Dinnertime disastertime.

13Mar2013

The CRUNCH:
Dinnertime disastertime.

CRUNCH deets:
At the end of the day, everyone’s tired, hungry, and CRANKY. There’s no time to cook a proper meal and even if there was, you don’t have half the ingredients. So it’s another night of TV while you throw together something quick that will elicit the fewest complaints. What, nobody warned you how many chicken nuggets you’d end up eating when you took those prenatal classes?

The Fix:
Meal plan it out together.

Fix deets:
Assign each person in your family his or her own day to choose dinner. Any extra days can be divvied up between leftovers, take-out, or meals with extended family. Of course young children will choose delicacies such as PB&J, cereal, hot dogs, and grilled cheese. Do you remember our fourth value? Adapt! Relax and go with the flow. Letting your child choose a favourite means he’ll actually eat it without complaining and if it’s an easy meal, you get a night off. You deserve it! Before you know it, your three-year-old will be requesting roast beef, so enjoy those easy dinners before he figures that out.

Decide when it’s the most convenient time to grocery shop, with or without the kids. As with all chores, they’ll like to shop with you some of the time and throw fits if you make them go every time. A day before shopping, when you have a free moment to talk about it and your kids are receptive to conversation, ask them what they’ve decided on. At first, they might need help coming up with suggestions. You can take the easy way out by naming a few favourites to guarantee an oven-free night, or if you have the energy, you can pull out a recipe book and look at some pictures together. Don’t offer anything you’re not prepared to make: follow-through is essential in every aspect of parenting. Agree you won’t complain about his choice and will try one bite of everything as long as he agrees to do the same for you. If he doesn’t live up to his end of the bargain, he loses the privilege of choosing the following week.

Have everyone choose a protein, carb, and two veggies. Our kids typically choose one raw and one cooked veg, for example, steamed broccoli or carrots with a side of cut-up peppers or cherry tomatoes. It’s all good! In fact, having a raw veg is great because if you put that on the table first, the kids will wolf them down while you have a chance to dish up the rest of the meal and it has a chance to cool. Since children love repetition, we have a rule that they can’t choose the same thing they chose last week, otherwise every Wednesday would be no-sauce spaghetti with carrots, tomatoes, and meatballs on the side. Keep in mind that you can always dress up other plates to add more flavour just as long as you keep the boss’s meal exactly as he specified. Once the family meals have been decided, write them on the calendar and make your grocery list so you’re set up for the week. Organized, right?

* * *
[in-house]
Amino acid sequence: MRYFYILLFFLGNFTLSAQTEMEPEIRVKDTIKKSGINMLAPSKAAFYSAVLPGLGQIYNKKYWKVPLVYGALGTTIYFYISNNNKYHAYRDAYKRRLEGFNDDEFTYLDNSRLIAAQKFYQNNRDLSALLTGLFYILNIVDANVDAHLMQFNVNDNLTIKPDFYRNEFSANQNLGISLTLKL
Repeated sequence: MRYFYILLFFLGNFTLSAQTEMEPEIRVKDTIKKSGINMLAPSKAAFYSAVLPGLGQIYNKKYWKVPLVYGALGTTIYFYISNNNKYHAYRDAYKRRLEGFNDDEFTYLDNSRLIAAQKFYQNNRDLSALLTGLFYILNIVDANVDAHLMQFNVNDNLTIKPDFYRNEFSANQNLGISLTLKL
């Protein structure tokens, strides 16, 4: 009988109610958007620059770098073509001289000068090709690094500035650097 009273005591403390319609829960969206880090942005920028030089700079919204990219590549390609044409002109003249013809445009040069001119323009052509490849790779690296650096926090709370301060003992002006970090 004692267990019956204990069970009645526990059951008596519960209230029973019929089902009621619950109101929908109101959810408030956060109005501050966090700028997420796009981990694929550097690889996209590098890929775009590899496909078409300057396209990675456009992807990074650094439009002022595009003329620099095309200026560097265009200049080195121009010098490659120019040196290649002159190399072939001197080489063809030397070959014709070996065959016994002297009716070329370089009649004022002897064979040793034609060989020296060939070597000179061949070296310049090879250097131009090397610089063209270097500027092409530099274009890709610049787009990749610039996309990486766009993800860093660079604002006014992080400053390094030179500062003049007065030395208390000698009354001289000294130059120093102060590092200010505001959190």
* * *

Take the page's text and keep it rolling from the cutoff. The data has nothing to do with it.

To take it to the next level, figure out what prep steps you can do beforehand or throughout the day whenever there’s a chance. Yup, it may feel silly to peel potatoes at nine o’clock in the morning with your toddler doing a craft at the kitchen table (and then to mash said potatoes while he’s taking FOREVER to finish his lunch) but, similar to cleaning and laundry, breaking a big task up into small steps means that at the end of the day it’ll feel like dinner cooked itself and there won’t be any meltdowns because you still have to defrost the chicken. As well, if he’s watching and helping whenever possible, you take away any surprise element so it’s more likely dinner will be met with “yum” instead of “eww” when it hits the table. And, if you need any further motivation to be one with your oven timers, setting up your meal so it’s ready when you are frees up that chaotic pre-dinner grey-zone for activities or time to play outside. Nothing works up an appetite like running around in the fresh air and you’ll have the park to yourself because everyone else is home making dinner!

Remember this:
You make a million decisions for your family everyday. Between shopping, chopping, and cooking, food-related decisions account for what, eighty percent? Not only do the menu ideas, food prep, and mealtime struggles drive you crazy, it drives your kids crazy too. Making sure each voice is heard will help bring everyone back from the cliff. Unless you want a revolution on your hands, avoid power struggles by striving for democracy, not dictatorship.

Email any questions and let us know how this worked for you!

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